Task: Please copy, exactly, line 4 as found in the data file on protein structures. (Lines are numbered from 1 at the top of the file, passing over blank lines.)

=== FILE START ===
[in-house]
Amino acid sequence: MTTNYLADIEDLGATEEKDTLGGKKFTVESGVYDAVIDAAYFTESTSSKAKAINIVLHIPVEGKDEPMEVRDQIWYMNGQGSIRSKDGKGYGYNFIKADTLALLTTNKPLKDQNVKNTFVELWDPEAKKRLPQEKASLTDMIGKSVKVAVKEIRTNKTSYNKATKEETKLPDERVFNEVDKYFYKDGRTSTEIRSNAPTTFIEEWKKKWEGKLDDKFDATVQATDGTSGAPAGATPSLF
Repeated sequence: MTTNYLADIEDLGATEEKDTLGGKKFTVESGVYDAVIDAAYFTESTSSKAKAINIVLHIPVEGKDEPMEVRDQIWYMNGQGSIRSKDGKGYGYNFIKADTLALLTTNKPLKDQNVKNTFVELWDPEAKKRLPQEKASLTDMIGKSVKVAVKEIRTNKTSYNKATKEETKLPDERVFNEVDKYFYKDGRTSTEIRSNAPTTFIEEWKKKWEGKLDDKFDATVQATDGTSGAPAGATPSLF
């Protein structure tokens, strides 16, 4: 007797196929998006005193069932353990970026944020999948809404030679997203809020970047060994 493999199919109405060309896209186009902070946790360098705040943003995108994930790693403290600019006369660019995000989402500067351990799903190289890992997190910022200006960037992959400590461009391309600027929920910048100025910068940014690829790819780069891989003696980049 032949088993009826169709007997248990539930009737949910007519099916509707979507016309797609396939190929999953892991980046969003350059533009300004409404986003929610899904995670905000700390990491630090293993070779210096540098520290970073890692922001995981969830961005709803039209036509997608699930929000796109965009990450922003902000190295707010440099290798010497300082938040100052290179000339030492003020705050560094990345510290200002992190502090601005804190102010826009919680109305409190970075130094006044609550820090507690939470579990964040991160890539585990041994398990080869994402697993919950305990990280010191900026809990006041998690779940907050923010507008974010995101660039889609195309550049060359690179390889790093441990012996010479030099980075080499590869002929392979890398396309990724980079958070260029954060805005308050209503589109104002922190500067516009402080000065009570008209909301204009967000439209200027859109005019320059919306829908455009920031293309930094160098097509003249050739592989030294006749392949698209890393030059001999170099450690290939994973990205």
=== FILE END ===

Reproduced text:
């Protein structure tokens, strides 16, 4: 007797196929998006005193069932353990970026944020999948809404030679997203809020970047060994 493999199919109405060309896209186009902070946790360098705040943003995108994930790693403290600019006369660019995000989402500067351990799903190289890992997190910022200006960037992959400590461009391309600027929920910048100025910068940014690829790819780069891989003696980049 032949088993009826169709007997248990539930009737949910007519099916509707979507016309797609396939190929999953892991980046969003350059533009300004409404986003929610899904995670905000700390990491630090293993070779210096540098520290970073890692922001995981969830961005709803039209036509997608699930929000796109965009990450922003902000190295707010440099290798010497300082938040100052290179000339030492003020705050560094990345510290200002992190502090601005804190102010826009919680109305409190970075130094006044609550820090507690939470579990964040991160890539585990041994398990080869994402697993919950305990990280010191900026809990006041998690779940907050923010507008974010995101660039889609195309550049060359690179390889790093441990012996010479030099980075080499590869002929392979890398396309990724980079958070260029954060805005308050209503589109104002922190500067516009402080000065009570008209909301204009967000439209200027859109005019320059919306829908455009920031293309930094160098097509003249050739592989030294006749392949698209890393030059001999170099450690290939994973990205």